Comment Using SAML, you can tell Google you are anyone (Score 3, Informative) 168

I see a lot of people here pointing you to articles on how to set up a SAML IdP. I mean -- that is a start -- but you may still be confused on how to solve your problem. If I understand it correctly -- you want your users to be able to sign in using "username", but have "" passed on to Google Apps, correct?

First, if you don't know what "SAML", "IdP" or "SP" is, read this:

Then the process, no matter what IDP, is going to be similar.
1) Choose your SAML IDP (OpenAM? Ping? ADFS? Others?)
2) Set it up to authenticate your users using AD based on their username -- in other words it needs to match usernames/passwords that your end users provide on the login page based on the "sAMAccountName" attribute in MS AD.
3) You will need to exchange SAML metadata between Google Apps and your IdP.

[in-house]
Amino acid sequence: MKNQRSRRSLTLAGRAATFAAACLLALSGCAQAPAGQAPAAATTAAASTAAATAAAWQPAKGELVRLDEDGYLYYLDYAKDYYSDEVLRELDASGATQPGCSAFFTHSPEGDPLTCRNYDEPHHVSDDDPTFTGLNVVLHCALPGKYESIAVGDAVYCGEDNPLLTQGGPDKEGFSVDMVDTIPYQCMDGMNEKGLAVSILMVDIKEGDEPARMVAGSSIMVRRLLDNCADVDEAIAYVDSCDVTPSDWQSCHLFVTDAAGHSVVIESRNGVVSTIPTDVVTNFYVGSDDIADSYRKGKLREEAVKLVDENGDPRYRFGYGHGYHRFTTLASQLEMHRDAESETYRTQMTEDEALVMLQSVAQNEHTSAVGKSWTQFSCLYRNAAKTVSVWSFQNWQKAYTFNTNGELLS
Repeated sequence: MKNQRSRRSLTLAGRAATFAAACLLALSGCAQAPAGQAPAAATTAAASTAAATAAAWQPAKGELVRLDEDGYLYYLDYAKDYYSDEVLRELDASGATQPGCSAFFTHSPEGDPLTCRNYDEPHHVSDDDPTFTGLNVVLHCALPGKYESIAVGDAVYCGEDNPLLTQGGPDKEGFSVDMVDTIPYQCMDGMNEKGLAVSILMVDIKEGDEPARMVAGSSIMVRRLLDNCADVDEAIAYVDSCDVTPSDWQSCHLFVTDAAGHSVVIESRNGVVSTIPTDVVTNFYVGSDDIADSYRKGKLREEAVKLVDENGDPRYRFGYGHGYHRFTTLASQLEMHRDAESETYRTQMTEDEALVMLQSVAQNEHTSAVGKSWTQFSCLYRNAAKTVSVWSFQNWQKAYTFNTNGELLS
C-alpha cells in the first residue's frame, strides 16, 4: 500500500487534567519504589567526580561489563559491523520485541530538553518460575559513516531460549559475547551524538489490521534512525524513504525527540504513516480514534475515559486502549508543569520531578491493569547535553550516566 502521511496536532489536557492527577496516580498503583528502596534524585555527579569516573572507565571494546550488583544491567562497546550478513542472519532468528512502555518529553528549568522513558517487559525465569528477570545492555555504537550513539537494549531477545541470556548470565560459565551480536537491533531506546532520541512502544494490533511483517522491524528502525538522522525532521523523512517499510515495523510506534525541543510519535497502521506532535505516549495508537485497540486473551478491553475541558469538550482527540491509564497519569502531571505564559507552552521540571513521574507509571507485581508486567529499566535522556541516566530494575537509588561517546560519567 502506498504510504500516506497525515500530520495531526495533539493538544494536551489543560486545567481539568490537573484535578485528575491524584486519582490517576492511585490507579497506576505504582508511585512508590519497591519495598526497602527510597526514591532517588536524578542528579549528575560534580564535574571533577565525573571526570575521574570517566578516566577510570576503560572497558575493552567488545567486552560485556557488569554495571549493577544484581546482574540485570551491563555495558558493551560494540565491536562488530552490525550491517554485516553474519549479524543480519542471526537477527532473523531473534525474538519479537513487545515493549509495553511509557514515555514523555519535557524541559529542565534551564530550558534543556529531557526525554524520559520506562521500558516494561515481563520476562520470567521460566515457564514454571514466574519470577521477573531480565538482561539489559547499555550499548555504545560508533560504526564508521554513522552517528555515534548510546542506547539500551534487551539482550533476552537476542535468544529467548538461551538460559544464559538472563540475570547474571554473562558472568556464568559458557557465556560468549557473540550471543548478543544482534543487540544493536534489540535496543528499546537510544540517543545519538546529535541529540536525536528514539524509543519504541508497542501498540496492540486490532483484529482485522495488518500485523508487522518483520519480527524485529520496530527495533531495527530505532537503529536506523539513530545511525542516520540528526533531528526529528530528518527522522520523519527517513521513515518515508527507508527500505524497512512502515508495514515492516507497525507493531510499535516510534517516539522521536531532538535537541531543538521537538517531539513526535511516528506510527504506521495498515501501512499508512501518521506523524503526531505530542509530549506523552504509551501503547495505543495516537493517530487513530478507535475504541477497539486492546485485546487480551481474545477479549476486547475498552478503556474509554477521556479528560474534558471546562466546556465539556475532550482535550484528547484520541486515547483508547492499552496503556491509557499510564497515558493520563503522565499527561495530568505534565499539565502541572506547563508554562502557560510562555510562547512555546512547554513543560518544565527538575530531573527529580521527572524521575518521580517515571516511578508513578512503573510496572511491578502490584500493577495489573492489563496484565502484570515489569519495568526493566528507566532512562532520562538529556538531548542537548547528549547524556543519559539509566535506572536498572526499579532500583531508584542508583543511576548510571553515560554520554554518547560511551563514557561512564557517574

4) When you import the Google Apps metadata to your IdP and configure the SP for Google Apps, configure the IDP to tell Google Apps that your username is the "mail" attribute in the Name Identifer -- or, if your mail attribute in LDAP does not have the correct you need, then you could use the Active Directory "Attribute Editor" and just assign some random attribute the proper "Google ID" for each user. Then pass this attribute along to Google as the "Name ID"

The nice thing about ADFS is it is so closely tied with Active Directory, so step #2 kind of takes care of itself. A guide for integrating ADFS and Google Apps is here:

When that author gets to the part on "Select Transform an Incoming Claim from the Claim rule template drop-down:", I'd probably do it a bit differently. I'd instead do this:
* Select "Send LDAP Attributes as Claims"
* Send the "mail" attribute as outgoing claim type "Name ID" (or whatever attribute you want to use in LDAP for your Google usernames)

Submission + - The CIA's Social Mining Department (

bsquizzato writes: The Associated Press is running a story about the CIA's Open Source Center: "a team known affectionately as the 'vengeful librarians'" who work out of "an anonymous industrial park in Virginia, in an unassuming brick building" scouring social networks and other online media to keep up with the world's current events and opinions on American actions. This should come as no surprise, but it is quite interesting that President Obama is briefed daily on the latest hot topic tweets and Facebook posts.